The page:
January is Weight Loss Awareness Month. Weight loss is a difficult topic because there are so many different sources of information, many of which give conflicting advice. We hope that this article will help you find reliable sources of information on weight loss that fits your needs.
- Obesity is having too much body fat for one’s height.
- African American adults are more likely to be obese than any other racial or ethnic group, in Ohio over 40% of African Americans are obese according to the CDC.
- Obesity can increase your risk of several chronic illnesses including diabetes, heart disease, stroke, arthritis, and some cancers.
- Being overweight means weighing too much for one’s height and the excess weight may be caused by muscle, bone, fat, or body water and is different than being obese.
- If you have obesity you may be advised to lose some weight, even losing 5-10% of your body weight (10-20 pounds if you weigh 200 pounds) may lower your risk of developing these illnesses.
- To lose weight you must burn more calories than you eat and drink.
- Increasing exercise is one way to lose weight because it increases the number of calories you burn in a day, some great options are going for a walk or putting on some music to dance to!
- Limiting portion sizes can also help you to lose weight because it decreases the number of calories you need to burn in a day.
- Getting enough sleep and reducing stress can also help you to lose weight.
- Healthy weight loss is gradual and steady progress where you lose only 1-2 pounds per week. People who lose weight this way are usually more successful at maintaining their new lower weight than those who lose a lot of weight quickly.
- It’s recommended that adults trying to lose and maintain weight work up to 150 minutes of moderate activity per week, which is about 22 minutes per day.
- Physical activity does not need to be maintained for long periods of time to be effective, 10-15 minute periods of physical activity can be effective as well!
- Some moderate physical activities include walking briskly, yard work, shoveling snow, playing with children, or biking at a casual pace.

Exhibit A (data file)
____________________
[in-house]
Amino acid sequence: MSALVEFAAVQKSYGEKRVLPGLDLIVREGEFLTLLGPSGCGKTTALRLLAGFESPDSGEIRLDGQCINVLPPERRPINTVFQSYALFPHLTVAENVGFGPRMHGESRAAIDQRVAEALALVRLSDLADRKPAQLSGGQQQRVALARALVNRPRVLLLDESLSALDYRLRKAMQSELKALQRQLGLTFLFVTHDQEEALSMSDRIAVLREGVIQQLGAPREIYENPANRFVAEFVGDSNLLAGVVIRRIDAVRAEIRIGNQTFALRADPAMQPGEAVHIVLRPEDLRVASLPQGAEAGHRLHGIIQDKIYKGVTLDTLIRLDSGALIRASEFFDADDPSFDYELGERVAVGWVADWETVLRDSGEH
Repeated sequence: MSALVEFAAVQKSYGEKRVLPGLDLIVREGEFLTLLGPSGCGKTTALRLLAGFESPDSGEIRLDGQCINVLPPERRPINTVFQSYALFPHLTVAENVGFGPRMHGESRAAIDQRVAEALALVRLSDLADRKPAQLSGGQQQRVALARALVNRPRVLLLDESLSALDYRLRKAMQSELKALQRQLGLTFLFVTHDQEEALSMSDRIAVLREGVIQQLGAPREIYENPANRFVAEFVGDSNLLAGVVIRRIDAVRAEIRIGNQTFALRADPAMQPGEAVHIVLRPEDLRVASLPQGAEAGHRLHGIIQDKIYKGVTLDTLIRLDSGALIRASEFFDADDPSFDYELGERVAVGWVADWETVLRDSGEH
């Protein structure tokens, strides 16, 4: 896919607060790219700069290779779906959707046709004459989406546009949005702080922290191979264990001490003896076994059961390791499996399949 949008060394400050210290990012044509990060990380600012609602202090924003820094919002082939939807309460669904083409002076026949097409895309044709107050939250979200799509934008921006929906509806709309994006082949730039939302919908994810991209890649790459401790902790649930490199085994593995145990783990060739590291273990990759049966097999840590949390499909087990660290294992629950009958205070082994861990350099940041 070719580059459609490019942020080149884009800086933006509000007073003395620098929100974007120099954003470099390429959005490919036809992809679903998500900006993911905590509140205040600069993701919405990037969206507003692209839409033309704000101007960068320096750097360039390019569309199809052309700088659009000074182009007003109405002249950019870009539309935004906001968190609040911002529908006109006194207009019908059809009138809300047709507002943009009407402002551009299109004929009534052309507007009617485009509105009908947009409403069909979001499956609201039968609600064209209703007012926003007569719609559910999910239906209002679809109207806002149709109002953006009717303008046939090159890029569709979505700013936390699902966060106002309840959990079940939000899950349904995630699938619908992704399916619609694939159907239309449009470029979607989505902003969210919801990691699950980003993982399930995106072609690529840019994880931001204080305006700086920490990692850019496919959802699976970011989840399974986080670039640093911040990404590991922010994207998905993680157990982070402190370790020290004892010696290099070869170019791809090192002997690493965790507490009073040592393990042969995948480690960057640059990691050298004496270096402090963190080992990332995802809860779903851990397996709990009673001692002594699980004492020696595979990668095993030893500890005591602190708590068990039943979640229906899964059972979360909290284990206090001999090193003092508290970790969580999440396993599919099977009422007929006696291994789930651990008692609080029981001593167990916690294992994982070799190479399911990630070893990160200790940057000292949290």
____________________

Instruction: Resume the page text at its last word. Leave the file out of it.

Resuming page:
- Higher intensity physical activity can also aid adults trying to lose weight and less time is recommended per week, 75 minutes, which is only 15 minutes 5 times per week.
- Some high intensity physical activities include jogging or running, rollerblading, competitive sports like basketball and soccer, jumping rope, or dancing to upbeat music.
A healthy diet should
- emphasize foods like fruits, vegetables, whole grains, and low-fat protein sources such as seafood, lean meats and poultry, eggs, legumes (beans and peas), soy products, nuts, seeds, and low or non-fat milk.
- be low in saturated fats (butter, lard, coconut oil), trans fats (margarine, beef), salt, and added sugars.
- not completely restrict specific food groups as these diets may not be nutritionally well-balanced and are difficult to maintain over time.
- Include breakfast.
Shame should never be used as a tactic to try and encourage others to lose weight, because shame surrounding body weight can actually lead to weight gain and obesity.
Remember weight loss is a gradual process of changing habits and doesn’t happen overnight, be patient and kind to yourself. You can do this!
The Center for Closing the Health Gap is here to help you!
The Center for Closing the Health Gap offers two programs that may be of interest to you:
Do Right! Nutrition Train the Trainer will teach you how to make better food choices, develop healthy eating patterns, and maintain a healthy weight, as well as how to teach others to do the same, find out more information here https://closingthehealthgap.org/what-we-do/wellness-series/nutrition-train-the-trainer/
Do Right! Healthy Steps is a wellness series focused on diabetes including physical activity, nutrition, healthy eating, find out more information here https://closingthehealthgap.org/what-we-do/wellness-series/healthy-steps/
Medline Plus Obesity General information https://medlineplus.gov/obesity.html#cat_79
CDC obesity statistics https://www.cdc.gov/obesity/data/prevalence-maps.html#race
CDC healthy eating tips https://www.cdc.gov/healthyweight/healthy_eating/index.html
CDC physical activity tips https://www.cdc.gov/healthyweight/physical_activity/index.html
Different types of fat by the Harvard School of Public Health https://www.hsph.harvard.edu/nutritionsource/what-should-you-eat/fats-and-cholesterol/types-of-fat/
Weight shame is linked to obesity Pearl, et al 2017 https://www.ncbi.nlm.nih.gov/pmc/articles/PMC5300503/
Impact of shame on overweight and obese women Duarte, et al 2017 https://www.ncbi.nlm.nih.gov/pmc/articles/PMC5249118/
More information about diets and which diet may be best for you from the Mayo Clinic https://www.mayoclinic.org/healthy-lifestyle/weight-loss/in-depth/weight-loss/art-20048466?p=1
Myths about healthy eating and exercise from the National Institute of Diabetes and Digestive and Kidney Diseases https://www.niddk.nih.gov/health-information/weight-management/myths-nutrition-physical-activity